“Why is it so hard to see black and blue?” reads the headline in a public service announcement advertisement from the Salvation Army. The ad uses the popularity of last week’s viral dress illusion with copy that reads “The only illusion is if you think it was her choice. One in 6 women are victims of abuse. Stop abuse against women.” Brilliant!
In the wake of Sony’s embarrassing system breach and data leak, their delay of the upcoming movie, The Interview, may not be the cowering, knee-jerk reaction it appears to be. Assuming the attack against their corporate data systems came from the North Koreans, Sony’s play just might be brilliant.
I can’t think of a more uncomfortable three-way than the contradictory relationship between music artists, streaming services, and the music listeners who pay everyone's bills. Between streaming services trying in vain to keep costs down, listeners trembling at the thought of increasing prices, and the music industry’s million-dollar music artists dreaming that the value their work justifies multi-million dollar payouts per music project, it’s no wonder torrent downloads are starting to shoot through the roof again.
For a foreigner to drive in Ethiopia, you need to get a temporary Ethiopian license, get your own license authenticated by your country's embassy in Ethiopia, complete a certificate with the Ministry of Foreign Affairs, and provide two photos. As it turns out, this is not to ensure some crazy foreigner doesn’t kill innocent Ethiopian drivers but rather – to protect the foreign driver from the insanity that occurs on Ethiopian roadways!
There’s a lot of buzz going around about the climactic scene from Episode 4 of HBO’s new series True Detective. The complicated, single 6-minute tracking shot follows Rust Cohle (played by Matthew McConaughey) fleeing the scene through two homes and the streets of a ghetto in an attempt to make it to the safety of his partner’s (Martin Hart played by Woody Harrelson) car. To film the scene was no small feat – it required detailed mapping, well-planned traffic control, minute-by-minute placement of nearly a hundred extras, timed special effects, on-the-fly setup of camera tracks, and expert choreography to pull off.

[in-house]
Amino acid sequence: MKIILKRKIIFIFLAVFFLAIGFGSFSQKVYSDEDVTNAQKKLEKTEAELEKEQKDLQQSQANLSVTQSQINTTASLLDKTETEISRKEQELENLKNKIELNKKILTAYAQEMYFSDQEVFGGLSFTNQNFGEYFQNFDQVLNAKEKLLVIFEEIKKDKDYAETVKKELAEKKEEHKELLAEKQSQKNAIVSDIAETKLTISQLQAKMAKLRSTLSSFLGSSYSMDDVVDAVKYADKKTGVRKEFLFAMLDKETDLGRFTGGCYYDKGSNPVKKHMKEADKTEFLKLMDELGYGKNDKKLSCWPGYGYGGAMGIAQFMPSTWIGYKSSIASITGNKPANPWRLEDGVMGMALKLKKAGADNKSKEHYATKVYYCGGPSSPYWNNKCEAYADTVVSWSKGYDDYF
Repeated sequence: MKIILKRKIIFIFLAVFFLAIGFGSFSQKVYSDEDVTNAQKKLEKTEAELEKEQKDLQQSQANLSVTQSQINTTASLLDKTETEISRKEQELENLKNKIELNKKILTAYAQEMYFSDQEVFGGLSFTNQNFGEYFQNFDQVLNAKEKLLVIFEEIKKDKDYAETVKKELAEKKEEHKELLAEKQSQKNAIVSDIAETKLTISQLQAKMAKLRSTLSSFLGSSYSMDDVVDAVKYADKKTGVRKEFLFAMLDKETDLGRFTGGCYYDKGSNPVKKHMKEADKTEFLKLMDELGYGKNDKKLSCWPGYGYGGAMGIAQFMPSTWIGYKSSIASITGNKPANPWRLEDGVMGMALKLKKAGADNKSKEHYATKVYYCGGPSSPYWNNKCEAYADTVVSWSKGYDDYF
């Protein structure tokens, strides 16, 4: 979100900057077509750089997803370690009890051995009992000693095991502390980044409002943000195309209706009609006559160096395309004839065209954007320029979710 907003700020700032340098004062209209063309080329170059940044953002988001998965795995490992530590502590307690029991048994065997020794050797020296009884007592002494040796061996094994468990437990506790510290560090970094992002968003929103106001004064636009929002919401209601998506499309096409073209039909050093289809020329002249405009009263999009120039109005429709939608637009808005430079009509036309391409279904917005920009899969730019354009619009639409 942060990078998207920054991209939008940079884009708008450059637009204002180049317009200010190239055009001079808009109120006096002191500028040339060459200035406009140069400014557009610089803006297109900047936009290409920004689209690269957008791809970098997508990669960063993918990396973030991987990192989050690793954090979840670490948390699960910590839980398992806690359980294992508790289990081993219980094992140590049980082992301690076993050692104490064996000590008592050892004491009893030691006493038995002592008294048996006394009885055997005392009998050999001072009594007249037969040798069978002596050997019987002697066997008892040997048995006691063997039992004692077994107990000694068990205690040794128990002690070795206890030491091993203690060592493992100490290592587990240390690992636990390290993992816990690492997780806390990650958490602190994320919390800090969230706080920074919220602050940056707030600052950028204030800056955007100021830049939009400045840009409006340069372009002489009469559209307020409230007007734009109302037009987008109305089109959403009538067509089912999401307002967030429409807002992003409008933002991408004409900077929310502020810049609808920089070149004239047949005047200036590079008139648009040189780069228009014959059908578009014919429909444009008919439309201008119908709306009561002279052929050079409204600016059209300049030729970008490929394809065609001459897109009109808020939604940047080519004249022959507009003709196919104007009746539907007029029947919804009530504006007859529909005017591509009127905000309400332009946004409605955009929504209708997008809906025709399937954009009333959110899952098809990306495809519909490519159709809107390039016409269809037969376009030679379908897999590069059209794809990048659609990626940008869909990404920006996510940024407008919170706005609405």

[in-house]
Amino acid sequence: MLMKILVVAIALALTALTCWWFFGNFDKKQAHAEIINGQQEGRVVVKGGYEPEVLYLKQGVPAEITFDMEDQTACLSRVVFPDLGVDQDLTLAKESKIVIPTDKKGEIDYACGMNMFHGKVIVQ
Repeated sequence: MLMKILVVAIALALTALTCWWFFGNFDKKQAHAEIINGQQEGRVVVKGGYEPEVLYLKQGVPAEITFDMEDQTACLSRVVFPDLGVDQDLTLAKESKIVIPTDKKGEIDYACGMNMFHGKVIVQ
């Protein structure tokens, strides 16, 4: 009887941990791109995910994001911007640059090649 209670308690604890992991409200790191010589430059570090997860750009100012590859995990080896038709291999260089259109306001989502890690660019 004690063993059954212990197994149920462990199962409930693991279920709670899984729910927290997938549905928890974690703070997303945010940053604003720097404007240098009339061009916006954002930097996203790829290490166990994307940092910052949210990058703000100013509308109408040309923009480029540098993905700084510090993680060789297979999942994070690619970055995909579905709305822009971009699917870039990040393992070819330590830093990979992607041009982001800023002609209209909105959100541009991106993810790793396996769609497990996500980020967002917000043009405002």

Started in 1997 by two college students, Winamp gained popularity as the MP3 player of choice for many geeks. Today, thanks to online competition and AOL's inherent ability to ruin anything it touches, Winamp will be closing down on December 20, 2013. At that time, Winamp web services and website (including Winamp downloads) will cease to exist. No longer will we hear the Winamp battle cry, "Winamp, it really whips the llama's ass".
Regular Barnes and Noble customers have certainly run across this “issue” before – bogus book reviews with bizarre book summaries in the comments section that leave you scratching your head - and we're not talking about sock puppet reviews! Spam such as this is common on many websites but Barnes and Noble’s book reviews take the cake and seem to be favorite fodder for these bizarre book reviews
I loved the movie Gravity! The photography was beautiful and the 3D imagery phenomenal to experience. George Clooney was great (while he lasted) and Sandra bullock a pleasant wonder to watch (as always). Still, I couldn’t help but wonder how accurate the portrayal of the space environment really was. As it turns out, the physics were fairly accurate where it mattered and the few inaccuracies in Gravity are just as much fun as the movie itself.